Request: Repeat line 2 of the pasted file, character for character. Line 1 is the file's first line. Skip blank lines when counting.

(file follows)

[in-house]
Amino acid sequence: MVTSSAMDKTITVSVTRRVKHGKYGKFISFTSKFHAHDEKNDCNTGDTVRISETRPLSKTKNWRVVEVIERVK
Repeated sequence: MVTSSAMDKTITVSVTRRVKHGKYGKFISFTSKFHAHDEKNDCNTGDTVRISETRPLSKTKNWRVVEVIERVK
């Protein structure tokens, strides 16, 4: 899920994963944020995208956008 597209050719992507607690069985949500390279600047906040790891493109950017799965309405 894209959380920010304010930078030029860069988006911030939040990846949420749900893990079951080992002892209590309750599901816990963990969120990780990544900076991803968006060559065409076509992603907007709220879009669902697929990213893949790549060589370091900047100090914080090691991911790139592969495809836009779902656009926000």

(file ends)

Amino acid sequence: MVTSSAMDKTITVSVTRRVKHGKYGKFISFTSKFHAHDEKNDCNTGDTVRISETRPLSKTKNWRVVEVIERVK